US-Mexico Rail Bridge
The West Rail Project in Cameron County, Texas, includes the first international bridge connecting the U.S. and Mexico in over 100 years. To help promote border security, X-Ray scanning machines will scan rail cars for drugs and other contraband items. The project will improve the legal trade between the U.S. and Mexico as well as improving travel times.
“This is a project that will leave a lasting effect on our community for many years to come,” said Cameron County Judge Pete Sepulveda, Jr. “Providing this new link to move goods and services more efficiently is going to bring enormous advantages and opportunities to the consumer, the supplier, and to markets throughout North America and the world.”
California Two Person Crew SB 730 Progresses
California scored a big win for safety when two-person crew bill SB 730, authored by Senator Lois Wolk (D-Davis), passed the State Assembly on August 21 with a vote margin of 51-28. The bill was signed into law by California Governor Brown on September 8, 2015.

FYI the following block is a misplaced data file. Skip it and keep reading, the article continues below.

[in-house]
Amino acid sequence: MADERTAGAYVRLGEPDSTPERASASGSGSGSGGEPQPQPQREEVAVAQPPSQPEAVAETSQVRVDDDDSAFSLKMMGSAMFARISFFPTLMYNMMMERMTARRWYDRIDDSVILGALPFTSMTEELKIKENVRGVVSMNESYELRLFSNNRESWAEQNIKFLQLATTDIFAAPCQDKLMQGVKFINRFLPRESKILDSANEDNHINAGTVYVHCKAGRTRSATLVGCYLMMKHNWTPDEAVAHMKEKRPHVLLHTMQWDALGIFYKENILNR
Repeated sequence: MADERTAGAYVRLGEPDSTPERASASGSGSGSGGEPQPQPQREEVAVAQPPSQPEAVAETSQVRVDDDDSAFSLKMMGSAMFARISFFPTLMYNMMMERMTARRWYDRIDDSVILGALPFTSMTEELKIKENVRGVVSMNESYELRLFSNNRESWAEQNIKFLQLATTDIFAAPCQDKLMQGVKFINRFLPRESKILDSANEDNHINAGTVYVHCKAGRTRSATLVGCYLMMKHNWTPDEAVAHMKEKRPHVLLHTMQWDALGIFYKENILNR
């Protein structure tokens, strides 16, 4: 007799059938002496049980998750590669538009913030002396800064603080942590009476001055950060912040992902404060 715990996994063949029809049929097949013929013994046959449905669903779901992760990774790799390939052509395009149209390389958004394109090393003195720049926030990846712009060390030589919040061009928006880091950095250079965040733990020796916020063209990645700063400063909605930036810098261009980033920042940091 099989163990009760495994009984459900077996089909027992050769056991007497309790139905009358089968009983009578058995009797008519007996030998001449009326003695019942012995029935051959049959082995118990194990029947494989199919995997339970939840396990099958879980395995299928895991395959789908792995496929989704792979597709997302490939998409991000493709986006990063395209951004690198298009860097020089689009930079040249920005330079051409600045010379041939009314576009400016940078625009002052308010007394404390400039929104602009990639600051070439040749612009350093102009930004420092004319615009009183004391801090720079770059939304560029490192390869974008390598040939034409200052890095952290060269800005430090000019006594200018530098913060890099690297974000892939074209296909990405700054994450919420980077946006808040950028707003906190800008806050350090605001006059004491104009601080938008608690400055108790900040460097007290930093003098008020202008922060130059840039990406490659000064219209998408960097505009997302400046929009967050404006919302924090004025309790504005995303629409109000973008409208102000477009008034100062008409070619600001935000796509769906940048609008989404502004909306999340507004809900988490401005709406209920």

SB 730 prohibits the movement of freight or light rail trains from being operated without a minimum of at least two crew members. It also gives authority to the California Public Utilities Commission to assess penalties against anyone who knowingly violates this prohibition.
“Today’s freight trains carry extremely dangerous materials, including Bakken crude oil, ethanol, anhydrous ammonia, liquefied petroleum gas, and acids that may pose significant health and safety risks to communities and our environment in the case of an accident,” Wolk said. “With more than 5,000 miles of railroad track that crisscrosses the state through wilderness and urban areas, the potential for derailment or other accidents containing these materials is an ever present danger. I urge the governor to sign this bill into law, providing greater protection to communities located along rail lines in California, and to railroad workers.”